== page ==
The rest of the morning was pretty quiet. Our tent was right down the road from transition so we got to hear Mike Reilly calling out the names of the athletes as they got out of the water. We heard him call out the name of the COH owner early on so I checked the splits online and yep, Albert was out 1st in his age group at 54 minutes. Amazing. We were super proud!

Ironman spectating is pretty darn boring while everyone is out riding. I hung out at the tent, sold some coffee, sold all of our COH bathing suits- boy those Germans love their speedos! (final call on that by the way- we're placing one more order this week then we probably won't place another til next year so if you want one let me know ASAP) and then eventually jumped in the water for a little cool off swim. It was pretty hot, totally sunny, and there was no wind in Kona all morning. Luckily the clouds rolled in pretty thick just as the top age groupers were headed into T2.

I pretty much abandoned the coffee tent then for several hours while I watched the pros start their run... was still there watching when the top age group women came through mile 1... then checked in briefly at the tent but escaped again to watch the pros finish. That was seriously AMAZING to watch Macca round the corner onto Ali'i Dr surrounded by like 5 motorcycles, a hovering helicopter over head, and pumping his fists in the air with a look on his face that was just priceless. I didn't know who would be winning at that corner b/c I'd heard he was running stride for stride with Raelert for the last bit of the marathon... but he must have just completely dropped the hammer in that last mile because Raelert wasn't even close on Ali'i Dr. I was psyched for Macca. I know he can be a bit brash but I like the energy he brings in to the sport by putting himself out there instead of holding all his cards so close to his heart like some athletes do. Anyway, I started tearing up when I saw him, not because I'm in love with him or anything, but just because the feeling of watching someone have all his hard work pay off like that, well, it's just super cool and somewhat emotional.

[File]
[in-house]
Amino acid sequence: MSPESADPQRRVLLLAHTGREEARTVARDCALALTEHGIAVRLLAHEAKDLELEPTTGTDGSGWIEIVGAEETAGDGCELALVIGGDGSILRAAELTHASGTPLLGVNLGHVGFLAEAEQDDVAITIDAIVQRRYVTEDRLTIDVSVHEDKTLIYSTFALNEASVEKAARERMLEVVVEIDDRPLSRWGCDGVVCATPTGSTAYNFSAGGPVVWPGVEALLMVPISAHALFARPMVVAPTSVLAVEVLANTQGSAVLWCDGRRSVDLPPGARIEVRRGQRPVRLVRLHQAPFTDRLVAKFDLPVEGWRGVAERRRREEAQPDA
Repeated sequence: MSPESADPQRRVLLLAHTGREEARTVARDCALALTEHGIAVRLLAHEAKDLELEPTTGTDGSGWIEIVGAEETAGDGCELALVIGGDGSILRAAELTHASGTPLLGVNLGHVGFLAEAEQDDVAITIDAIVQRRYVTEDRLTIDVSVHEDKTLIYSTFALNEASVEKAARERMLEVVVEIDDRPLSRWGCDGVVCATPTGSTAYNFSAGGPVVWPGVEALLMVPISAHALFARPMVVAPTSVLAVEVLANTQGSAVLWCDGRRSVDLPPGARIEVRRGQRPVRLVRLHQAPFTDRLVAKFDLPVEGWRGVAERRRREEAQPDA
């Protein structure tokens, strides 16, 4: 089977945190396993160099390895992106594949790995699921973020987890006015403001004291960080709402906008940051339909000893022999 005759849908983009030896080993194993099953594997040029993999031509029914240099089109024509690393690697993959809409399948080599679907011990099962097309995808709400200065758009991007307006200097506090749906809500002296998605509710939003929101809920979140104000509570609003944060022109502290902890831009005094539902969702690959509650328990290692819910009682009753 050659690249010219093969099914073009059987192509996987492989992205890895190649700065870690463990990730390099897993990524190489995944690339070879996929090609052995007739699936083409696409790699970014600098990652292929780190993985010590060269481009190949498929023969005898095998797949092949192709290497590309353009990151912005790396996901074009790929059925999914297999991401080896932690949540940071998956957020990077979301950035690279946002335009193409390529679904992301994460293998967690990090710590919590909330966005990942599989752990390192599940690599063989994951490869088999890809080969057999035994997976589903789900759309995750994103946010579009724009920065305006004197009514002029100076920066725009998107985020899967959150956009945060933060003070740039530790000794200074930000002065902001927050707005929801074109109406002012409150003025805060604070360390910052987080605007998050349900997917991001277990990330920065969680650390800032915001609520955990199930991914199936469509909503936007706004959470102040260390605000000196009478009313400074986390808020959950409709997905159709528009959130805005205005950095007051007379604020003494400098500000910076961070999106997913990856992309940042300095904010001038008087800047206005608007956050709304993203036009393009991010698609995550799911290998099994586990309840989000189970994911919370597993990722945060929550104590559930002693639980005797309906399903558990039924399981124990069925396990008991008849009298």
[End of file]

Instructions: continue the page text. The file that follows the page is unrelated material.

It went on like that the rest of the day. Pros finishing that marathon looking like they were racing a 5K... seriously, some of them were running faster than my 5K pace all day long... then age groupers streaming in one after another... The marathon seemed to go by really quickly (opposite of the bike) and all of a sudden everyone was finishing. I know it didn't feel like that for the athletes, but for the spectators, especially those of us who knew a lot of people, it was just one after another of people to cheer for running by.

It probably would have been more interesting to be out in the energy lab cheering for people... Where I was (basically mile 1 and then the finish) everyone looked super happy. Of course everyone looks happy at mile 1... you finally got off that damn bike and you're surrounded by screaming fans and your stomach doesn't hurt yet. And at the end, well shoot, you're on Ali'i Dr and living the dream so even if you spent the last 10 miles wanting to puke your guts out you're going to be smiling and in all likelihood happier than you've ever been during your triathlon career. But out there in the middle of the marathon, well, that's where the real Ironman is taking place. That's where you have your mental and physical battle with yourself... that's where you pay the piper if you didn't train enough, or if you trained too much, or if you started the bike too fast, or if you started the run too fast, or if you didn't eat enough, or if you ate too much, or...

Anyway, super congrats to all my friends who finished out there on Saturday!! I am incredibly stoked for you. You earned your finishes. That is for sure.

Tuesday, October 5, 2010

A Floating Coffee Bar: The Experience

Last year when I was here in Kona I made a point to swim out to the floating coffee bar every morning. I just thought it was so cool! Floating in that clear blue water with a bunch of other athletes drinking hot coffee...  I had no idea that this year I would actually be working for the company and ON that canoe serving up a smile to athletes from around the world... But that is exactly what I got to do this morning!

(I'm updating via my phone here so you'll have to excuse the lack of pictures... They are up on Facebook. And there are a ton more on the Coffees of Hawaii FB page now too. Become a fan and you can see them all!)

So I'm staying up the hill a bit in a house with the 3 other 'Coffees of Hawaii Girls'... They all live on Molokai and are the ones who keep the coffee plants on the plantation healthy and harvested... The beans fresh and roasted... And they are the ones who make sure your order gets mailed out correctly, asap. They are awesome!  This morning they got up at 4AM to start brewing coffee for the boat. They had to fill 3 big cambros full of the black gold that we would be serving to about 500 people in the 2 hours the Floating Coffee Bar is open... It was nice of them to let me sleep in. I didn't get up until 5:15, which gave me just enough time to put my suit on and eat breakfast before we headed down to the pier will all our stuff.